chops though refused to stay confined in mansions and manors and uppity clubs. they made their way all the way to the street. you can get wonderful mutton, or even vegetable chops at roadside hawkers and “cabins” in calcutta. yes, we have fish chop or “maachher chop”, egg chops, and vegetable chops. this being india, not everyone eats meat. also, you can’t deprive the strictly vegetarian of this find. the bengali vegetable chop with lots of beet in it, makes yet another “foreign” ingredient, beetroot, seem utterly indian.

(muttering to myself, i can’t believe chillies aren’t indian… i bet if we look hard enough at the ramayan or mahabharat, maybe the vedas or upanishad, or even the puranas, we’ll find them there.)

the “pur” is in the potato, all’s right with the world.

confession. i have no idea exactly where or how chops entered bangla cooking, i just felt it must have started with the mingling of the zamindars with the sahibs. every home and its “ginni” – from “grihini” or lady of the house – will have a personalised, specific take on the chop. some will never add garlic, some would go easy on the cumin, others will be generous with the sugar or ghee… and many these days stay away from frying the boiled potato with a little onion to add texture and taste. all the recipes work. you can find several on the net, each one is fine, and you can add your own signature if you wish.

chops ready to fry.

to me, chops will always bring thoughts of my mother. she loved them. every once in a way, even if we weren’t having guests or anything, she’d ask the cook to make some… for tea time and/or dinner. she’d give careful instructions: about the slow frying of the stuffing, no stinting on that; how much of this or that ingredient to put; how to make sure the deep frying was done properly without burning the coating of crumb nor leaving it bland and pale. she taught me as well when i asked her. no noting down or exact measurements; just words, a telling of how you start with some ingredients and end up with a happy grin, diving into a hot crisp fried chop. here’s the recipe as i remember it.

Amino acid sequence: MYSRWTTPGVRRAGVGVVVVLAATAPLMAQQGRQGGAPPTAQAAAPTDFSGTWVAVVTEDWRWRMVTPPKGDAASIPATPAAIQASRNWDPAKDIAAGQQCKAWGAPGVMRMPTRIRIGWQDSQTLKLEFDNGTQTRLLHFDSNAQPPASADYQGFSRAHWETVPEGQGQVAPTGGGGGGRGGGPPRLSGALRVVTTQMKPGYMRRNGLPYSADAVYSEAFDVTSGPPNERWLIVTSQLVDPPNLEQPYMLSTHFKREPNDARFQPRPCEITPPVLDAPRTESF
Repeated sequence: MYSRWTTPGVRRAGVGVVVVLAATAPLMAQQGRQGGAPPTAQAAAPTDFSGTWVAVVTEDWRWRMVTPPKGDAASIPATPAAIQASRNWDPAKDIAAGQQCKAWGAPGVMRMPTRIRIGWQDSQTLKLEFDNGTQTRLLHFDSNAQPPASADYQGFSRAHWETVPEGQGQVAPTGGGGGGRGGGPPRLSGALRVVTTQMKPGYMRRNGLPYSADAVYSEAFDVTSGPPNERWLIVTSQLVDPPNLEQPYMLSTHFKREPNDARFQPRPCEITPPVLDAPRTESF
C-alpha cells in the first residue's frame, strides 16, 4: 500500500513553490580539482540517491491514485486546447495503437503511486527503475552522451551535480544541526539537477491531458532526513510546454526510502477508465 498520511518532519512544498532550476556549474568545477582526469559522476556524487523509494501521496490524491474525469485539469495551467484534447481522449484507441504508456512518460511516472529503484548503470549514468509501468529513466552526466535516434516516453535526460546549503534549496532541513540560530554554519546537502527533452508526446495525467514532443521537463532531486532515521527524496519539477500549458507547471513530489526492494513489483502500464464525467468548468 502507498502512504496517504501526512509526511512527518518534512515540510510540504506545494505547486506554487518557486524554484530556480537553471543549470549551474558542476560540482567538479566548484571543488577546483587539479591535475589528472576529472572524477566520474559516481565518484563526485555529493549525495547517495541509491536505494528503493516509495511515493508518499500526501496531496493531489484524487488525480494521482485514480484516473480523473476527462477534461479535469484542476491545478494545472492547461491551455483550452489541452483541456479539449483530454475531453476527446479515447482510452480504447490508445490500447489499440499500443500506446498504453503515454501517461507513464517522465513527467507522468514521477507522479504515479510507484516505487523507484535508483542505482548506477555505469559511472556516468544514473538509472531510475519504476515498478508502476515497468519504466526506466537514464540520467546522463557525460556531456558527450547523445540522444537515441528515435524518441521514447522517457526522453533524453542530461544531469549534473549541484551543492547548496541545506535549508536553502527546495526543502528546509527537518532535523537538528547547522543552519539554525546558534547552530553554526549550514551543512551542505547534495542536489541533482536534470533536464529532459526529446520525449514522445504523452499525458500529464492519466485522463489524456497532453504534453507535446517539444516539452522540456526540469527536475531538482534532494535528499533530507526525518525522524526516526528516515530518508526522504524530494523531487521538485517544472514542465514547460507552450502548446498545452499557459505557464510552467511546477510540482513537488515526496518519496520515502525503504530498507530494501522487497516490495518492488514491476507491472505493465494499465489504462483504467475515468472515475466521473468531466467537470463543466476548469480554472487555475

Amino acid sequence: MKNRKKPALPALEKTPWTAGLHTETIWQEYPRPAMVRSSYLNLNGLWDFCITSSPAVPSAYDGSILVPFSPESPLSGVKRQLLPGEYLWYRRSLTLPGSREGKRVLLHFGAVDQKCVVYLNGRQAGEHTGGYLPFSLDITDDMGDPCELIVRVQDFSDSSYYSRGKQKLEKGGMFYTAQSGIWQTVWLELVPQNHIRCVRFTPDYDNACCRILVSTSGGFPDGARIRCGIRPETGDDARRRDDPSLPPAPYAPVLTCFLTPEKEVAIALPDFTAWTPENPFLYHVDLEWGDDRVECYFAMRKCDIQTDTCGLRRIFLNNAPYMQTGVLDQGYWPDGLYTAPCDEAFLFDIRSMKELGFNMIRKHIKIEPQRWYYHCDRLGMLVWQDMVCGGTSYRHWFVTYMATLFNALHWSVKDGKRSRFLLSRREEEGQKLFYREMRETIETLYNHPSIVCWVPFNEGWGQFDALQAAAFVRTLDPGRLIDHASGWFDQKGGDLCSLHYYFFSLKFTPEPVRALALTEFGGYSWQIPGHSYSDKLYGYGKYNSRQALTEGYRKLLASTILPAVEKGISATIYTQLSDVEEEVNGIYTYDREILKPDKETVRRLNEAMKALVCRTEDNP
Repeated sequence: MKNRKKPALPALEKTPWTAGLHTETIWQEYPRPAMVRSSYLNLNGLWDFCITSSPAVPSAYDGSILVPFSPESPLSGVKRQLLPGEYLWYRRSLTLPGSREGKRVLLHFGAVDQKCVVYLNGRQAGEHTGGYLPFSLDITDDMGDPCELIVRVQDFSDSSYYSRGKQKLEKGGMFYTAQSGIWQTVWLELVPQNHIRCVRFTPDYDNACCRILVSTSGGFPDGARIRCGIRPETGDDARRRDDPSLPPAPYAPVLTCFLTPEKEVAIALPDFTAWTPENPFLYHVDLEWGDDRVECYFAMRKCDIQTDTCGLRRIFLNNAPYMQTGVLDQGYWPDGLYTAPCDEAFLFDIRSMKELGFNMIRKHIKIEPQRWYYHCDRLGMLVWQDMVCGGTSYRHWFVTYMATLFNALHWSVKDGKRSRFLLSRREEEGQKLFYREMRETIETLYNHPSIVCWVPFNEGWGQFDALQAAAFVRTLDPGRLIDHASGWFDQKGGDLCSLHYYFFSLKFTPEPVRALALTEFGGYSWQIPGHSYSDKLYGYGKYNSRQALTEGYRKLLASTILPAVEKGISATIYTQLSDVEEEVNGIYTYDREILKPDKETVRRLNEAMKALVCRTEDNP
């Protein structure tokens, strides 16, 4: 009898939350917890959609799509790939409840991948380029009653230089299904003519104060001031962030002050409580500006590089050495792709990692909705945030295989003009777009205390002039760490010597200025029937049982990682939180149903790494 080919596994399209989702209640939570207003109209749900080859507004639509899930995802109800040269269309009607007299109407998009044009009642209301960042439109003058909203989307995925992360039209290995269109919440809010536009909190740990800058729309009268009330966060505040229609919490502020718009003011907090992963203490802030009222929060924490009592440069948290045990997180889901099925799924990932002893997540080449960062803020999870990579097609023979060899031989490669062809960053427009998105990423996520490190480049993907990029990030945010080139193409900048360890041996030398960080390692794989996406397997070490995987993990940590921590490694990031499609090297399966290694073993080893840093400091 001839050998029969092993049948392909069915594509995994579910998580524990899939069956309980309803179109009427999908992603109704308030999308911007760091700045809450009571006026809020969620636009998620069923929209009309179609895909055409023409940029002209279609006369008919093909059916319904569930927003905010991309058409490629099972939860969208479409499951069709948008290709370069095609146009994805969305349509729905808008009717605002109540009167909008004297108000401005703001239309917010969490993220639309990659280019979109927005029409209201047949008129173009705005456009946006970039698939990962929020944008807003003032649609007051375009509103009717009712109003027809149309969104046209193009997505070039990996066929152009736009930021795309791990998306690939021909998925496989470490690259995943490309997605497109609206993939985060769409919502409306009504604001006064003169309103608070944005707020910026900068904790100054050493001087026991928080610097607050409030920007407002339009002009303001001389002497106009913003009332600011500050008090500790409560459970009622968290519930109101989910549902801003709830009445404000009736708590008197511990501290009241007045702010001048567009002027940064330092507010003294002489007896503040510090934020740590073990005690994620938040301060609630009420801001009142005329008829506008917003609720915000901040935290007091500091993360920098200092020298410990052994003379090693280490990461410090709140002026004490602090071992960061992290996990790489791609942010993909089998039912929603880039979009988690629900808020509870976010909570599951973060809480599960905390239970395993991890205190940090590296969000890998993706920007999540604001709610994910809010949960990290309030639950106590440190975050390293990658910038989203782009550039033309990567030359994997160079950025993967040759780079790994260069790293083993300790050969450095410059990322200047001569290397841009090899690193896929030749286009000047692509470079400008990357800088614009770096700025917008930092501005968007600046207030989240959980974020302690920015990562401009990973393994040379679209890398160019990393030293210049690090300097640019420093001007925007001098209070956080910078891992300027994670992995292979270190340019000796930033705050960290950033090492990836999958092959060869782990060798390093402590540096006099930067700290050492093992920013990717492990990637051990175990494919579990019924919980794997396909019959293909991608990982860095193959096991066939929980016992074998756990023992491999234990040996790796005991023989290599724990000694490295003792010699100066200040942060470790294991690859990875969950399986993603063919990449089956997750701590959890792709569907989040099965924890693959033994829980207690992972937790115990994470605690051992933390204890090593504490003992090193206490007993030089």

hot, just fried chops; take a bite now and you may burn your palate, but it’s worth the agony.

 

mutton chop / mangsher chop

i don’t have exact measurements, will try indicative ones.

the stuffing

about a kg of finely minced goat meat/lamb/beef

1 bayleaf

3 green cardamoms

3 cloves

1″ long piece of cinnamon

2 red onions, diced small

1 to 1 1/2 tbsp garlic paste

1 to 1 1/2 tbsp ginger paste

1/2 tsp turmeric powder

1 to 2 tsp cumin powder

1 to 2 tsp (depending on how strong it is) chilli powder

3/4 green chillies, chopped fine

about 4/5 tbsp white oil

salt

a little sugar, say 1/2 teaspoon

heat the oil. put in the bay leaf, then the 3 garam masala (clove, cardamom, cinnamon). when they sizzle and release aroma, add the onion. stir and fry till onion is brown: lower the flame and cover after you throw in the onion, and let it simmer for a bit, then uncover, you’ll find the slices have gone soft, now raise the flame and stir frequently till onion turns golden brown, then a shade deeper.

now add the ginger, garlic, turmeric powder, cumin powder, chilli powder, and sprinkle a little water. fry it all well together till the “raw” smell is gone, look for pleasant smell and a sticking to wok bottom. you may want to splash a little water from time to time as you turn the masala and it begins to stick, so that it all roasts nicely.

then add the meat, stir and turn and fry it together. add salt, sugar, cover and slow cook on low flame. add a little water if needed. finally it should be a dry mince which can be stuffed. when it’s almost cooked, add the green chillies (optional but they do add flavour).

you may add a pinch of ground roasted cloves/cinnamon/cardamom mix at this point, to enhance the garam masala flavour. since we keep kosher, i don’t add ghee to the stuffing, but if you’d like to, drop in about a teaspoonful now. tastes great, brings together all the flavours in a way only ghee can.

let the mince cool. remove the whole garam masala and bay leaf.